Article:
Scientists have performed a microprobe analysis of the core and outer layers of a pea-size piece of a meteorite some 4.57 billion years old to reconstruct the history of its formation, providing the first evidence that dust particles like this one experienced wildly varying environments during the planet-forming years of our solar system.
The researchers interpret these findings as evidence that dust grains traveled over large distances as the swirling proto-planetary nebula condensed into planets. The single dust grain they studied appears to have formed in the hot environment of the Sun, then may have been thrown out of the plane of the solar system to fall back into the asteroid belt and eventually to be recirculated back to the Sun.
This odyssey is consistent with some theories about how dust grains formed in the early proto-planetary nebula, or proplyd, eventually seeding the formation of planets.
“This has implications for how our solar system and possibly other solar systems formed and how they evolved,” said Justin I. Simon, a former University of California, Berkeley, post-doctoral fellow who led the research, published in the March 4 issue of the journal Science. “There are a number of astrophysical models that attempt to explain the dynamics of planet formation in a proto-planetary disk, but they all have to explain the signature we find in this meteorite.”
Meteorites have puzzled scientists for more than 100 years because they contain minerals that could only form in cold environments, as well as minerals that have been altered by hot environments. Carbonaceous chondrites, in particular, contain millimeter-sized chondrules and up to centimeter-sized CAIs (calcium-aluminum-rich inclusions) that were once heated to the melting point and later welded together with cold space dust.
“These primitive meteorites are like time capsules, containing the most primitive materials in our solar system,” Simon said. “CAIs are some of the most interesting meteorite components. They recorded the history of the solar system before any of the planets formed, and were the first solids to condense out of the gaseous nebula surrounding our proto-sun.”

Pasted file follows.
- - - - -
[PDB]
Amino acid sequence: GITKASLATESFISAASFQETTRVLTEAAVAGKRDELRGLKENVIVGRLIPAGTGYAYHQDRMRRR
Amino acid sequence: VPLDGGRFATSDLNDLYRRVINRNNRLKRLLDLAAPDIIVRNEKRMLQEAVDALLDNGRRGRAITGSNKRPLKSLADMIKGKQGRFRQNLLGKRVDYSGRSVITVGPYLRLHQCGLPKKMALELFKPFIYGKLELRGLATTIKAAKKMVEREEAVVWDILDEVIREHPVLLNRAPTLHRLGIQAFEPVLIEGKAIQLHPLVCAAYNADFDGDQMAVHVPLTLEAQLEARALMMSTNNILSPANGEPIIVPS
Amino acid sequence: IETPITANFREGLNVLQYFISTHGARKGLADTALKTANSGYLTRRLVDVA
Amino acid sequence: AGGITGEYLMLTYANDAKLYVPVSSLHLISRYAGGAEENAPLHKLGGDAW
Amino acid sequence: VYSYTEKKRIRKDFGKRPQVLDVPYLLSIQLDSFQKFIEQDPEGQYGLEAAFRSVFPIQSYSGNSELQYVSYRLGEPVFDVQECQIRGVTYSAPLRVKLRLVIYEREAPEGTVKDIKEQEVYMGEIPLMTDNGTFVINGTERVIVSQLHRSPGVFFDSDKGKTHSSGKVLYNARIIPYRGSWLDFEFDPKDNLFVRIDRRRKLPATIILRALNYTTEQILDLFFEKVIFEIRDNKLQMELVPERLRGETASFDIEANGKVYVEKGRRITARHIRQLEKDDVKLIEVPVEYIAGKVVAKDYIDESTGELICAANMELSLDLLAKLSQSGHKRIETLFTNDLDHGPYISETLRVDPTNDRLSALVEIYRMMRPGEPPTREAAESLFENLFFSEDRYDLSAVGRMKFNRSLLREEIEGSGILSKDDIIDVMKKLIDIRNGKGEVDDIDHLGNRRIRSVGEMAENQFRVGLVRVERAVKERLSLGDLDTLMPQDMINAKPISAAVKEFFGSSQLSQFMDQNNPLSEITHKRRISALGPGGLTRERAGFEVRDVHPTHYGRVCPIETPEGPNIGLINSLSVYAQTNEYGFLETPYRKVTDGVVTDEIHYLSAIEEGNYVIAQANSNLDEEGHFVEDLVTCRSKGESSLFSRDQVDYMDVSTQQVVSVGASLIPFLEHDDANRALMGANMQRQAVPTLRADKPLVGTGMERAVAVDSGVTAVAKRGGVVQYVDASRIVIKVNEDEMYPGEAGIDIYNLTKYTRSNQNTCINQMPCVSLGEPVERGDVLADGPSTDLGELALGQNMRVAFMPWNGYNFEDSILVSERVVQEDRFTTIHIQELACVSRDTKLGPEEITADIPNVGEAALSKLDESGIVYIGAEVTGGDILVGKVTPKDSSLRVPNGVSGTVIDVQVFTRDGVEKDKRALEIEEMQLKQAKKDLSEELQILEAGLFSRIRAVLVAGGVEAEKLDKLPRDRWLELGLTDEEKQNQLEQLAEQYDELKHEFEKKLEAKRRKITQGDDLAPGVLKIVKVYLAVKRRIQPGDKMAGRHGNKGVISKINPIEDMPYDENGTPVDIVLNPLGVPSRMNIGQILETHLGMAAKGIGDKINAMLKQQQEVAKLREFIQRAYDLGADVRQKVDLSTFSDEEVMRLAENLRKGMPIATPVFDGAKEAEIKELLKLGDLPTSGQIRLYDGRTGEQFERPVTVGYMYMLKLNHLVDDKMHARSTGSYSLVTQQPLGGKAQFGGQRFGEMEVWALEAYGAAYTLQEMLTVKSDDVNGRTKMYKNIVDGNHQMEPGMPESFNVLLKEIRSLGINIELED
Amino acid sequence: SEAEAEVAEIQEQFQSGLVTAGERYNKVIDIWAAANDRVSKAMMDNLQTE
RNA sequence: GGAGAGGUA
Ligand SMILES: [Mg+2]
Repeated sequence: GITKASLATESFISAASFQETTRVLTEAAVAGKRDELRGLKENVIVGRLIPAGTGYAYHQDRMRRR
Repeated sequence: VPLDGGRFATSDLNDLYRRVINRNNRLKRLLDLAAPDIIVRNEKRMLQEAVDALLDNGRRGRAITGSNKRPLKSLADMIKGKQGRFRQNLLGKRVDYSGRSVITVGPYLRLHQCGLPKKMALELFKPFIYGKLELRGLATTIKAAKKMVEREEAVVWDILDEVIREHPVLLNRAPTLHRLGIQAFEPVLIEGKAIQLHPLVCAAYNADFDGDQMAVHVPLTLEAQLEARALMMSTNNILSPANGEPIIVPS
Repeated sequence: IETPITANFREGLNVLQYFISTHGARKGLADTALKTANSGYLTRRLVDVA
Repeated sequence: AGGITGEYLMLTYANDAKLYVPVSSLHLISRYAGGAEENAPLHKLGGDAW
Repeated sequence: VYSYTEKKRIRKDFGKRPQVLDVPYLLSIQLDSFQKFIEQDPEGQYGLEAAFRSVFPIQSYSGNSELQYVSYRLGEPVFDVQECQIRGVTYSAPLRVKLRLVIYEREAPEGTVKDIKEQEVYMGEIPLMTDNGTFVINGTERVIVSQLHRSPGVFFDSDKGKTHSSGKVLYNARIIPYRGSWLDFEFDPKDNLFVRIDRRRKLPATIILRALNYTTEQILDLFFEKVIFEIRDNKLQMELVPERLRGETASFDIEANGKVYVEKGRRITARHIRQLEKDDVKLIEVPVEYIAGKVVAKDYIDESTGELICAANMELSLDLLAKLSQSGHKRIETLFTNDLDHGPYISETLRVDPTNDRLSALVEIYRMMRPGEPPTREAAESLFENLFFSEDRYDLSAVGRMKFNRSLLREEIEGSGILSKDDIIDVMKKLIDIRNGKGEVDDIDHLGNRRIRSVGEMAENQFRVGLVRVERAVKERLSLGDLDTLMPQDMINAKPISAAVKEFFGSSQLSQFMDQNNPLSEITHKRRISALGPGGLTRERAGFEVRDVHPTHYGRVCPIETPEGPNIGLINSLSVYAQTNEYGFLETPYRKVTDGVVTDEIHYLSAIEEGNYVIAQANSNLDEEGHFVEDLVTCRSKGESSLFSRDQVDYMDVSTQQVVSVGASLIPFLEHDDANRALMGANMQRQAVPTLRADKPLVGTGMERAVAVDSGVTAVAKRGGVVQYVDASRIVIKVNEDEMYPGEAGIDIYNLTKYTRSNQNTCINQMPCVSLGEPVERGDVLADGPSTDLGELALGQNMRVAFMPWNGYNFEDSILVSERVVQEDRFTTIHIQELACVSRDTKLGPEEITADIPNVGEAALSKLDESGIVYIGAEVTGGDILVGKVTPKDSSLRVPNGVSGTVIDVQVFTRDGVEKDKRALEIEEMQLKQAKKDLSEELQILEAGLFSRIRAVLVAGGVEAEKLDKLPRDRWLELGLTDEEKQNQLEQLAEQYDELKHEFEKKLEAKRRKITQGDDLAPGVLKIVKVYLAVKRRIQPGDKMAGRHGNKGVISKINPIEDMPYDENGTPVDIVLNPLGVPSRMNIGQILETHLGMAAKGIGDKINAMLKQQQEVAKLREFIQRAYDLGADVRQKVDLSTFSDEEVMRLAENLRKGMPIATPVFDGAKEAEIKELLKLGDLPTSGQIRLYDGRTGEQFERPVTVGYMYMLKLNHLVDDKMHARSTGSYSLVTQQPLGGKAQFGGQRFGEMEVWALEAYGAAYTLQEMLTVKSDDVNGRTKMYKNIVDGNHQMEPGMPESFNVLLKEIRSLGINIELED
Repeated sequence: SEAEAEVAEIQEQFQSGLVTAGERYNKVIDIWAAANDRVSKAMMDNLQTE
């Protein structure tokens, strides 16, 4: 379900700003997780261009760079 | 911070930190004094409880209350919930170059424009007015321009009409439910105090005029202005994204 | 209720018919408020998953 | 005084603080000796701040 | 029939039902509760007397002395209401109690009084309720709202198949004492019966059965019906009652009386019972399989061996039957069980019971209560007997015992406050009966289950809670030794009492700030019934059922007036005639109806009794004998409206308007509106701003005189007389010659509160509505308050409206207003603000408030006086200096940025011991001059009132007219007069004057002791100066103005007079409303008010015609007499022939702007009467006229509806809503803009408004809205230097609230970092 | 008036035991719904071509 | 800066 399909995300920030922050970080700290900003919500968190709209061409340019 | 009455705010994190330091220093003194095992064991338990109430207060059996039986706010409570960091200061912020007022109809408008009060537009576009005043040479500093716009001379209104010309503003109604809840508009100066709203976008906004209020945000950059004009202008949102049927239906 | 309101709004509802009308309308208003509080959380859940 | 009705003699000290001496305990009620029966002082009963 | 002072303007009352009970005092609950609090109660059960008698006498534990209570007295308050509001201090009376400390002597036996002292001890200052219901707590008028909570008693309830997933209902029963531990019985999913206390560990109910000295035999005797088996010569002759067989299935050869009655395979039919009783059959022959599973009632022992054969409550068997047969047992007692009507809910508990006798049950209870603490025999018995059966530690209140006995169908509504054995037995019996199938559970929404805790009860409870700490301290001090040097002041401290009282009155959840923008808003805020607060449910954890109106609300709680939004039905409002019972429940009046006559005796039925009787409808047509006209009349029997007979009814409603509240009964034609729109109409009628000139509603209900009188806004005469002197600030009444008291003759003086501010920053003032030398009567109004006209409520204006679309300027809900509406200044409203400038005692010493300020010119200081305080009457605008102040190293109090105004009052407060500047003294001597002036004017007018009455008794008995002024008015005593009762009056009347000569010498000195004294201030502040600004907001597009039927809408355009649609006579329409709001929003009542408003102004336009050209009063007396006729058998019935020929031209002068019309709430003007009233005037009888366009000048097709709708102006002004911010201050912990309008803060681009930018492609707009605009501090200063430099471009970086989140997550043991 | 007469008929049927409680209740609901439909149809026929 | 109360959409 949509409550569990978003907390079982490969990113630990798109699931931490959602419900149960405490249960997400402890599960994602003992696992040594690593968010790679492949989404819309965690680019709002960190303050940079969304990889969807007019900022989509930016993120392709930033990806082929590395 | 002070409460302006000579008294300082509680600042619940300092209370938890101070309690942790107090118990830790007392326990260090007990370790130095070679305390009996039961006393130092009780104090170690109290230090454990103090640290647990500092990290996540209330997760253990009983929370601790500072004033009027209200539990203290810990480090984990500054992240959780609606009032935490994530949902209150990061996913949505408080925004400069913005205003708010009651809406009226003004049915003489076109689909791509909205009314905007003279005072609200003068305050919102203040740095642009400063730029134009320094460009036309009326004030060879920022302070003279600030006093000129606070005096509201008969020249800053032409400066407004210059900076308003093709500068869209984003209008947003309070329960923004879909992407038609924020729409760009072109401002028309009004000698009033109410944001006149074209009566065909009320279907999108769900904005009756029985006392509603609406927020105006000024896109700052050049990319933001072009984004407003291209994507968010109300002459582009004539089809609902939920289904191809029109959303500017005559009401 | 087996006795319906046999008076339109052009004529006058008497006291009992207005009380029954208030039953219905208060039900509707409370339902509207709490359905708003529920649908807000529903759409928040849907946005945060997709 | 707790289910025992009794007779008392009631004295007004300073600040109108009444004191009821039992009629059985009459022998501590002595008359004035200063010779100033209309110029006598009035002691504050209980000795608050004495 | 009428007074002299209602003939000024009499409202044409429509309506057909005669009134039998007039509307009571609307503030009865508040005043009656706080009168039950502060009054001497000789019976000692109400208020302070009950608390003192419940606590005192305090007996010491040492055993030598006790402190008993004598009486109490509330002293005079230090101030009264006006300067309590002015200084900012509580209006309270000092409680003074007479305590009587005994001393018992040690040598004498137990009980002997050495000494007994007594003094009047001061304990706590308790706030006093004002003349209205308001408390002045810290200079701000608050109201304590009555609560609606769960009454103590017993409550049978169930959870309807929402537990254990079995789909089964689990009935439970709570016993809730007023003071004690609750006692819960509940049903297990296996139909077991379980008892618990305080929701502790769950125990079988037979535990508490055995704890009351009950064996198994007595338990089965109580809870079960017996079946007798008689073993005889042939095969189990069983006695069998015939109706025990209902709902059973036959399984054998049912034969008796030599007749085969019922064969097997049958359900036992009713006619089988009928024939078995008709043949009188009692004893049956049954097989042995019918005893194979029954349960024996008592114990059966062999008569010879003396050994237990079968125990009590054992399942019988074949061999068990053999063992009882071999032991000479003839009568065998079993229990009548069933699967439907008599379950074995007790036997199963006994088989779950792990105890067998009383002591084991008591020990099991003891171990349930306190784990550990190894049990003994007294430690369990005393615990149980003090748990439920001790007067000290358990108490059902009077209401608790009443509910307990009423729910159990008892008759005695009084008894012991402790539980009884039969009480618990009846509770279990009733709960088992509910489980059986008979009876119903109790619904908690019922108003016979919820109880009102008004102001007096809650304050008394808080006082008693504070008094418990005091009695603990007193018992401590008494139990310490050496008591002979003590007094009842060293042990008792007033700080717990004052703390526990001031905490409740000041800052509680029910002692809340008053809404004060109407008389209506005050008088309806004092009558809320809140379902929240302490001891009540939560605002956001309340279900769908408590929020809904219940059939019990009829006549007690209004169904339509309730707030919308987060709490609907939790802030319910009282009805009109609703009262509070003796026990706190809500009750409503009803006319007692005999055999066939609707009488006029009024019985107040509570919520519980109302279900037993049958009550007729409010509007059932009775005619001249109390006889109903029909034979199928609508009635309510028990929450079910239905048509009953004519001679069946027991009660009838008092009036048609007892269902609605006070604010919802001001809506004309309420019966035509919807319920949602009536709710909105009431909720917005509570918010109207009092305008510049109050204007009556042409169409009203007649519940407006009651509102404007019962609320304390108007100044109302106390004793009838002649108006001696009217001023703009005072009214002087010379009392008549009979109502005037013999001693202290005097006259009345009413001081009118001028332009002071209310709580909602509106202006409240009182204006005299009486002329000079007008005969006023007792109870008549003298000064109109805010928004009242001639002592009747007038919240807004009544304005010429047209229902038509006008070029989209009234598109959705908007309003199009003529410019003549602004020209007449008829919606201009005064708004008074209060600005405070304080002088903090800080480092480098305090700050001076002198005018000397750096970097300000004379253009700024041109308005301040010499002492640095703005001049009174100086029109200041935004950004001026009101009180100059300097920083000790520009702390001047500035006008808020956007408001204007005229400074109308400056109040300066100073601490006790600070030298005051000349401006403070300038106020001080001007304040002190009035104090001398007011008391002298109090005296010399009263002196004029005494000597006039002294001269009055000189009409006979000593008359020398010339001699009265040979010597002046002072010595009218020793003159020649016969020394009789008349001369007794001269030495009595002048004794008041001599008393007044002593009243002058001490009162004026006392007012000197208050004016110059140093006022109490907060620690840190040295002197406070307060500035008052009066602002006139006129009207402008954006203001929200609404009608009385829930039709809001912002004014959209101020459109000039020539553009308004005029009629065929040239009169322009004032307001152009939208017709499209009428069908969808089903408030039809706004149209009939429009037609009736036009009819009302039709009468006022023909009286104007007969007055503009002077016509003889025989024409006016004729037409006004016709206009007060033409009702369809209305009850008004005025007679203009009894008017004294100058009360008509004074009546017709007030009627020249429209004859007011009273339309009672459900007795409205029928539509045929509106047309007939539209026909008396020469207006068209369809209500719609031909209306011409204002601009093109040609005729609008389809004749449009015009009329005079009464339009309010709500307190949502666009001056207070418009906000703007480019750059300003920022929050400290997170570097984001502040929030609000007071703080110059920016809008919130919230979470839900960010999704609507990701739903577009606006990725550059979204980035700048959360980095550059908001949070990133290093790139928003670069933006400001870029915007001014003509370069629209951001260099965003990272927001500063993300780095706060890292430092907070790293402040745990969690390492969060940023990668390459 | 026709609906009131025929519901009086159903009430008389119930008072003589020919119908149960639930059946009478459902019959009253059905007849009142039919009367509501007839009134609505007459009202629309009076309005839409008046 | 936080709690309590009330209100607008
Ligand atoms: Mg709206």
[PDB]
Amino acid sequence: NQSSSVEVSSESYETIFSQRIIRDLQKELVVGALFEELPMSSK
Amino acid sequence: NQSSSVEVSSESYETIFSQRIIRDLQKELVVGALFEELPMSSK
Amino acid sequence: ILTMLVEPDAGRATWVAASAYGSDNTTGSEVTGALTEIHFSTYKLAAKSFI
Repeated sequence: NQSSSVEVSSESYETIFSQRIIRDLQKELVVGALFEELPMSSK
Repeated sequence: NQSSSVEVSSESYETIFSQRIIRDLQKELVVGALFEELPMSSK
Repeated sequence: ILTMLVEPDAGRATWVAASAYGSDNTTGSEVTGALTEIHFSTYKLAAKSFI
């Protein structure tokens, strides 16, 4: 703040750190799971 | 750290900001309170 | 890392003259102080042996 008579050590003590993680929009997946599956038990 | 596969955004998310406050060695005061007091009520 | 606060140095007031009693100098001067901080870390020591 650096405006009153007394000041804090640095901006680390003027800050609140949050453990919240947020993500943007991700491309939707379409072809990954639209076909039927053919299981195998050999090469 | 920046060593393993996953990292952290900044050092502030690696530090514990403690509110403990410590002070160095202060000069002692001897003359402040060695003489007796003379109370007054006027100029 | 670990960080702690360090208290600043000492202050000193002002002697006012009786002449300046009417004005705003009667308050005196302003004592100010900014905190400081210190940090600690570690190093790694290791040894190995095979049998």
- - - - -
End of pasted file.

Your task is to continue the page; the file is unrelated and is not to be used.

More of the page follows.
Perhaps the most popular theory explaining the composition of chrondrules and CAIs is the so-called X-wind theory propounded by former UC Berkeley astronomer Frank Shu. Shu depicted the early proto-planetary disk as a washing machine, with the Sun’s powerful magnetic fields churning the gas and dust and tossing dust grains formed near the Sun out of the disk.
Once expelled from the disk, the grains were pushed outward to fall like rain into the outer solar system. These grains, both flash-heated chondrules and slowly heated CAIs, were eventually incorporated along with unheated dust into asteroids and planets.
“If you were this grain, you formed near the proto-sun, then likely moved outward to a planet-forming environment, and then back toward the inner solar system or perhaps out of the plane of the disk,” Simon said. “Of course, you ended up as part of a meteorite, presumably in the asteroid belt, before you broke up and hit the Earth.”
In terms of today’s planets, the grain probably formed within the orbit of Mercury, moved outward through the region of planet formation to the asteroid belt between Mars and Jupiter, and then traveled back toward the Sun again.